The late season and playoff weather used to be considered "Giants weather" at old Giants Stadium. Rain, muck and the tricky winds of the big funnel in East Rutherford would favor the Giants' ground-based game.
But since they're more of a throwing team these days — an observation based on Eli Manning's 4,933 passing yards and the Giants' season-long troubles with running the ball — could the inclement predictions for Sunday affect the Giants' offensive game plan?
The opinion here is no. But it won't be up to the weather to determine the deciding factor. It'll strictly be up to Manning and his receivers. He's proved in the past that he can throw in all sorts of elemental adversity.
Remember the NFC Championship game in 2007? He outperformed Brett Favre, even as the mercury sunk to minus-23 degrees that night. Tom Coughlin's face was as red as a beat, and Lawrence Tynes, who provided the winning points in overtime, said kicking the football was like kicking a rock.
It was awfully cold for Ice Bowl II. But Manning still went 21-for-40 with 254 yards and no interceptions in that frigid 23-20 win at Lambeau Field.
Now, he's likely to have to throw the ball on another cold, possibly wet, and windy day.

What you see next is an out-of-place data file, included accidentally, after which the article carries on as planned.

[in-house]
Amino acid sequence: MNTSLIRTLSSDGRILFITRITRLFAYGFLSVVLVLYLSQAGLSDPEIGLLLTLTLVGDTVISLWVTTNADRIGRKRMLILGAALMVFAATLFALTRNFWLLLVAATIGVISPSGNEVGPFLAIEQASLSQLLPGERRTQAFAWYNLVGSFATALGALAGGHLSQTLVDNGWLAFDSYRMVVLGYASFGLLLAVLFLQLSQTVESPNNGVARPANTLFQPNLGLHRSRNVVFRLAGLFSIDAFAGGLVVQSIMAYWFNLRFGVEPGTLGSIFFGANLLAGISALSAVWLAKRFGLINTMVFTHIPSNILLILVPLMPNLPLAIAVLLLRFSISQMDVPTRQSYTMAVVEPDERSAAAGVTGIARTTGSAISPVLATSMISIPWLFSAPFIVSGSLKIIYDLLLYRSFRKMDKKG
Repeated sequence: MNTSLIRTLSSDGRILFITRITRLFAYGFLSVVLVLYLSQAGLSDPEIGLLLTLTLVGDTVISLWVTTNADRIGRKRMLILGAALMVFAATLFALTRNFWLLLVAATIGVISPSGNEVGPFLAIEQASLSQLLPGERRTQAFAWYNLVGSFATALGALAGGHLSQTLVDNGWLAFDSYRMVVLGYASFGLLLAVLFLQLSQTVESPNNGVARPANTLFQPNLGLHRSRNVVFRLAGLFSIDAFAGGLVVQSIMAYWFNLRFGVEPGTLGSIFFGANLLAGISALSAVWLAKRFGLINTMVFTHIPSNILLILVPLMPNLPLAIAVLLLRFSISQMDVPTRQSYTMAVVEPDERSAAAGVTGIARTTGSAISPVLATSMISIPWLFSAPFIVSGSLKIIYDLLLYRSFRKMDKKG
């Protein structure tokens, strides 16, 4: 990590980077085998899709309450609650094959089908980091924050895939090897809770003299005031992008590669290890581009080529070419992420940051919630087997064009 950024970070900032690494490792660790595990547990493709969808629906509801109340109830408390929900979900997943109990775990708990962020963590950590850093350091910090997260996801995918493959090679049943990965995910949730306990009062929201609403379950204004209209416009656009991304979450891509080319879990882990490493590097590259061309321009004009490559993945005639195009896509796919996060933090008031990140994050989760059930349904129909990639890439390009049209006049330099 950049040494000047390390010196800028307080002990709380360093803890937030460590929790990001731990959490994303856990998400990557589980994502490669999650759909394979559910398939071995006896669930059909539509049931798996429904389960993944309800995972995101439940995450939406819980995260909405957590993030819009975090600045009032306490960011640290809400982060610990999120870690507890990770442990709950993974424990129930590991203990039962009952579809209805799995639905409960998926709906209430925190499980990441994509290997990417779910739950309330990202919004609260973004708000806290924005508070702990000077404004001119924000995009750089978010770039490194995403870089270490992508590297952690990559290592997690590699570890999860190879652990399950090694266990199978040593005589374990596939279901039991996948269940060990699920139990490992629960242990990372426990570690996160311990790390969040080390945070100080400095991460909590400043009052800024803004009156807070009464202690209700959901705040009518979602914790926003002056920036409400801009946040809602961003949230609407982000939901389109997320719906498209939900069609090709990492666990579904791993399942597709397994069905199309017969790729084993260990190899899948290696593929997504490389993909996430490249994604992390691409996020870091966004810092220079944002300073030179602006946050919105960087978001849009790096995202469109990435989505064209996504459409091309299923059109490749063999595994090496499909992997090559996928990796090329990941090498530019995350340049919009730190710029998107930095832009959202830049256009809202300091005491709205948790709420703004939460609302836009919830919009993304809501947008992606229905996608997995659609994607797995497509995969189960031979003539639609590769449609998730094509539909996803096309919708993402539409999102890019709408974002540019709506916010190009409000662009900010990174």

"I never really thought about it," Manning said. "You just have to go out there and play the game. You don't think about it.
"I don't know if I play better or worse in bad weather. It's just a matter of guys making plays, guys giving me an opportunity to get the ball off and guys getting open."
Of course, Falcons quarterback Matt Ryan basically said the same thing. He plays his home games in a dome, where the Falcons went 6-2 during the regular season. But he, too, can hold his own outside of the dome since he played his high school ball in Philadelphia before he went off to Boston College.
"I've played plenty of terrible weather games, so I am not too worried about it," Ryan said.
"Matt is from up there in the Northeast and has played a lot of games in the pros and in college in the outdoors even though we play our games indoors," Falcons coach Mike Smith said. "I don't think that is going to be a concern. I think most of our guys are accustomed to playing outside. I would say that we are a muddier team, and we are an indoor team."
Still, one can assume that Manning has made a study of the wind patterns of the new stadium. So he'll have the decided advantage on Sunday over a quarterback who has had a solid, though unspectacular, season.
Remaining a pass-first team on Sunday may become a prerequisite for the Giants if they hope to beat the Falcons. But that doesn't worry Tom Coughlin: rain, wind, or calm.
"I think we're going to have to be," the Giants coach said. "But I think we will be. Hopefully we will run the ball better than we did last weekend, for example. Consistency is the word.
"I'm not trying to say good, bad or indifferent. But we've had four or five games in a row where we've rushed the ball for over 100 yards. I'll look for that to happen again. And Eli has in the past thrown the ball very, very well despite any kind of weather. That's always been an amazing thing to me.
"Whatever the weather is, the hearts are in the right place. We'll take care of whatever weather presents itself."